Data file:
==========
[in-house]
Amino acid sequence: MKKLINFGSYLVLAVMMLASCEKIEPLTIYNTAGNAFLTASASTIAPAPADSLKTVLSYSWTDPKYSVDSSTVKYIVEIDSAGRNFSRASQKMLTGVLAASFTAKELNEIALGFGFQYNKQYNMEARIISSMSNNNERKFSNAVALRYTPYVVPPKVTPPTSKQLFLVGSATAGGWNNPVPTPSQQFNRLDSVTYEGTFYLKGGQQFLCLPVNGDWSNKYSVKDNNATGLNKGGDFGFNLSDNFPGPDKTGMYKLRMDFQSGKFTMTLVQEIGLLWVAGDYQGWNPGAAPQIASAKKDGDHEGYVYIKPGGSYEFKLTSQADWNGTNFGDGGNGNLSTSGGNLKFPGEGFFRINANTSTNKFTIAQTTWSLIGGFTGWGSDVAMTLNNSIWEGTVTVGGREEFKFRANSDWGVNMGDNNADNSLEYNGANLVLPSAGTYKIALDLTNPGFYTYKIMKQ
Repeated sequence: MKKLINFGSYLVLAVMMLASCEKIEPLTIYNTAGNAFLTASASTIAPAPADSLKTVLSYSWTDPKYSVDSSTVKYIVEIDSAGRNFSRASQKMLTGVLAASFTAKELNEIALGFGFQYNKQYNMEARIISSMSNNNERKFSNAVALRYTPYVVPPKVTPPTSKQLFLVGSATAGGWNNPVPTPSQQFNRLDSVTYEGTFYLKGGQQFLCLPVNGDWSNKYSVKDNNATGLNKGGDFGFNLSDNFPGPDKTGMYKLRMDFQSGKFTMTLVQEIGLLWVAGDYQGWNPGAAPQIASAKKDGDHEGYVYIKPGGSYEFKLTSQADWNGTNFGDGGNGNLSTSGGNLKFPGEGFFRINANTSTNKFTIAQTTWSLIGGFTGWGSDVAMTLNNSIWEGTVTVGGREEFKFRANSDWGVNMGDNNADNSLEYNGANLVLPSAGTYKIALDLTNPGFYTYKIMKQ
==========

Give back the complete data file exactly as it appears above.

[in-house]
Amino acid sequence: MKKLINFGSYLVLAVMMLASCEKIEPLTIYNTAGNAFLTASASTIAPAPADSLKTVLSYSWTDPKYSVDSSTVKYIVEIDSAGRNFSRASQKMLTGVLAASFTAKELNEIALGFGFQYNKQYNMEARIISSMSNNNERKFSNAVALRYTPYVVPPKVTPPTSKQLFLVGSATAGGWNNPVPTPSQQFNRLDSVTYEGTFYLKGGQQFLCLPVNGDWSNKYSVKDNNATGLNKGGDFGFNLSDNFPGPDKTGMYKLRMDFQSGKFTMTLVQEIGLLWVAGDYQGWNPGAAPQIASAKKDGDHEGYVYIKPGGSYEFKLTSQADWNGTNFGDGGNGNLSTSGGNLKFPGEGFFRINANTSTNKFTIAQTTWSLIGGFTGWGSDVAMTLNNSIWEGTVTVGGREEFKFRANSDWGVNMGDNNADNSLEYNGANLVLPSAGTYKIALDLTNPGFYTYKIMKQ
Repeated sequence: MKKLINFGSYLVLAVMMLASCEKIEPLTIYNTAGNAFLTASASTIAPAPADSLKTVLSYSWTDPKYSVDSSTVKYIVEIDSAGRNFSRASQKMLTGVLAASFTAKELNEIALGFGFQYNKQYNMEARIISSMSNNNERKFSNAVALRYTPYVVPPKVTPPTSKQLFLVGSATAGGWNNPVPTPSQQFNRLDSVTYEGTFYLKGGQQFLCLPVNGDWSNKYSVKDNNATGLNKGGDFGFNLSDNFPGPDKTGMYKLRMDFQSGKFTMTLVQEIGLLWVAGDYQGWNPGAAPQIASAKKDGDHEGYVYIKPGGSYEFKLTSQADWNGTNFGDGGNGNLSTSGGNLKFPGEGFFRINANTSTNKFTIAQTTWSLIGGFTGWGSDVAMTLNNSIWEGTVTVGGREEFKFRANSDWGVNMGDNNADNSLEYNGANLVLPSAGTYKIALDLTNPGFYTYKIMKQ